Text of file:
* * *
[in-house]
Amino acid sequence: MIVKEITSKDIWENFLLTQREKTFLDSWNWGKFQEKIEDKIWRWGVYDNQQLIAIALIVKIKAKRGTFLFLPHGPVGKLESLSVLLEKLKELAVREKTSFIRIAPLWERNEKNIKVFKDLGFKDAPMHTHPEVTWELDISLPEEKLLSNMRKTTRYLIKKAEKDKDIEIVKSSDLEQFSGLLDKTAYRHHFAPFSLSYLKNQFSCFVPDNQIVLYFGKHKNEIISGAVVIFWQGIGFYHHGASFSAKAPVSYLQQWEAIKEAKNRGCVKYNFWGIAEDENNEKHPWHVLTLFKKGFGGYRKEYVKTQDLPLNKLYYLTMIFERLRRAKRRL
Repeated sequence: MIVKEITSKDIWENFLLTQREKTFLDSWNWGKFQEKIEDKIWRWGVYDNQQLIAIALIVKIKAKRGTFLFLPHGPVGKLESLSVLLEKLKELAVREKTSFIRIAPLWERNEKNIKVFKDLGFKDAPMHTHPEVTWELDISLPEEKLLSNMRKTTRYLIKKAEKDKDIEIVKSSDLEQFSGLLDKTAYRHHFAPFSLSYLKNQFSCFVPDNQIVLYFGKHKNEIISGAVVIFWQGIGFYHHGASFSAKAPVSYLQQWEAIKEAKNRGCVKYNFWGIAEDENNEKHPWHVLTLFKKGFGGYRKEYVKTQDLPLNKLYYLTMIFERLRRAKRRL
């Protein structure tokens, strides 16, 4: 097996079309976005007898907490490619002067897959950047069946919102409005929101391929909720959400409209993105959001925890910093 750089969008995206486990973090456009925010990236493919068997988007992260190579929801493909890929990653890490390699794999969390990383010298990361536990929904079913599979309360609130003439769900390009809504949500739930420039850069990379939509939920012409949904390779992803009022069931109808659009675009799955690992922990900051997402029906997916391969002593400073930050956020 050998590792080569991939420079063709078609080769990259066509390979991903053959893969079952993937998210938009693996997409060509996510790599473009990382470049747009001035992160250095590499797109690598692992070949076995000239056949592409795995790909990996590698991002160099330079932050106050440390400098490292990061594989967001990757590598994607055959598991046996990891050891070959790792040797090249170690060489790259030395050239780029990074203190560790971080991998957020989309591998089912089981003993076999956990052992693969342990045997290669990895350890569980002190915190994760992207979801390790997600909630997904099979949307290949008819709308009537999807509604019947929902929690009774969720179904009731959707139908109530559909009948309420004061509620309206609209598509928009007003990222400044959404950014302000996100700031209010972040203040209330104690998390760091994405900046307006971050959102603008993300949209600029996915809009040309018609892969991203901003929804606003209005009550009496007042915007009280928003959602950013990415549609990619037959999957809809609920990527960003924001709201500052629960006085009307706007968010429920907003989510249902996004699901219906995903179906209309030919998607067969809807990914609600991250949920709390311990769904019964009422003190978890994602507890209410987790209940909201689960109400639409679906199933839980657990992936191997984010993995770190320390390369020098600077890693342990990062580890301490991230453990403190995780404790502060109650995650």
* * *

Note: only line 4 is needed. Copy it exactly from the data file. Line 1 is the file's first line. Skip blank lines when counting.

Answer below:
């Protein structure tokens, strides 16, 4: 097996079309976005007898907490490619002067897959950047069946919102409005929101391929909720959400409209993105959001925890910093 750089969008995206486990973090456009925010990236493919068997988007992260190579929801493909890929990653890490390699794999969390990383010298990361536990929904079913599979309360609130003439769900390009809504949500739930420039850069990379939509939920012409949904390779992803009022069931109808659009675009799955690992922990900051997402029906997916391969002593400073930050956020 050998590792080569991939420079063709078609080769990259066509390979991903053959893969079952993937998210938009693996997409060509996510790599473009990382470049747009001035992160250095590499797109690598692992070949076995000239056949592409795995790909990996590698991002160099330079932050106050440390400098490292990061594989967001990757590598994607055959598991046996990891050891070959790792040797090249170690060489790259030395050239780029990074203190560790971080991998957020989309591998089912089981003993076999956990052992693969342990045997290669990895350890569980002190915190994760992207979801390790997600909630997904099979949307290949008819709308009537999807509604019947929902929690009774969720179904009731959707139908109530559909009948309420004061509620309206609209598509928009007003990222400044959404950014302000996100700031209010972040203040209330104690998390760091994405900046307006971050959102603008993300949209600029996915809009040309018609892969991203901003929804606003209005009550009496007042915007009280928003959602950013990415549609990619037959999957809809609920990527960003924001709201500052629960006085009307706007968010429920907003989510249902996004699901219906995903179906209309030919998607067969809807990914609600991250949920709390311990769904019964009422003190978890994602507890209410987790209940909201689960109400639409679906199933839980657990992936191997984010993995770190320390390369020098600077890693342990990062580890301490991230453990403190995780404790502060109650995650």